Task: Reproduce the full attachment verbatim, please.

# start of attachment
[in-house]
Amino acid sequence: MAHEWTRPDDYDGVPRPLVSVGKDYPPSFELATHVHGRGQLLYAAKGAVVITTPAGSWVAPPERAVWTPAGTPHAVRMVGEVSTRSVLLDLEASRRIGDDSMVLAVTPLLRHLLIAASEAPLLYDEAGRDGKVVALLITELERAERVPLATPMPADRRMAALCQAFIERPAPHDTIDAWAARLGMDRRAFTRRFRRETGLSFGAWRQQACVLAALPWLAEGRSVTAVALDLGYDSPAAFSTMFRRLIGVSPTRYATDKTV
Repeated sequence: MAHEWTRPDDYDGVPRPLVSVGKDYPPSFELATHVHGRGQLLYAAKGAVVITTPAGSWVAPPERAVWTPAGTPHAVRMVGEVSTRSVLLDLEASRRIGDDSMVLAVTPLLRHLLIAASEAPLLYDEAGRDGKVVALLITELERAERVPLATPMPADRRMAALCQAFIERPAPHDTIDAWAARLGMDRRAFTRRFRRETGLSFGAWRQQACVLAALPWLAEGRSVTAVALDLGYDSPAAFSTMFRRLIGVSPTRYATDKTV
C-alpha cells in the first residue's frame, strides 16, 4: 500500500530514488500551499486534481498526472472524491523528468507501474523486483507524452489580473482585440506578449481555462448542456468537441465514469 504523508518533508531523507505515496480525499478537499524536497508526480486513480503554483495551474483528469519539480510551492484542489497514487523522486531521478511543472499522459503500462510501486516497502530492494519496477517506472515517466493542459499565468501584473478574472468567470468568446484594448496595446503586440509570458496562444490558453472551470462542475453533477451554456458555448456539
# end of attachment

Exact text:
[in-house]
Amino acid sequence: MAHEWTRPDDYDGVPRPLVSVGKDYPPSFELATHVHGRGQLLYAAKGAVVITTPAGSWVAPPERAVWTPAGTPHAVRMVGEVSTRSVLLDLEASRRIGDDSMVLAVTPLLRHLLIAASEAPLLYDEAGRDGKVVALLITELERAERVPLATPMPADRRMAALCQAFIERPAPHDTIDAWAARLGMDRRAFTRRFRRETGLSFGAWRQQACVLAALPWLAEGRSVTAVALDLGYDSPAAFSTMFRRLIGVSPTRYATDKTV
Repeated sequence: MAHEWTRPDDYDGVPRPLVSVGKDYPPSFELATHVHGRGQLLYAAKGAVVITTPAGSWVAPPERAVWTPAGTPHAVRMVGEVSTRSVLLDLEASRRIGDDSMVLAVTPLLRHLLIAASEAPLLYDEAGRDGKVVALLITELERAERVPLATPMPADRRMAALCQAFIERPAPHDTIDAWAARLGMDRRAFTRRFRRETGLSFGAWRQQACVLAALPWLAEGRSVTAVALDLGYDSPAAFSTMFRRLIGVSPTRYATDKTV
C-alpha cells in the first residue's frame, strides 16, 4: 500500500530514488500551499486534481498526472472524491523528468507501474523486483507524452489580473482585440506578449481555462448542456468537441465514469 504523508518533508531523507505515496480525499478537499524536497508526480486513480503554483495551474483528469519539480510551492484542489497514487523522486531521478511543472499522459503500462510501486516497502530492494519496477517506472515517466493542459499565468501584473478574472468567470468568446484594448496595446503586440509570458496562444490558453472551470462542475453533477451554456458555448456539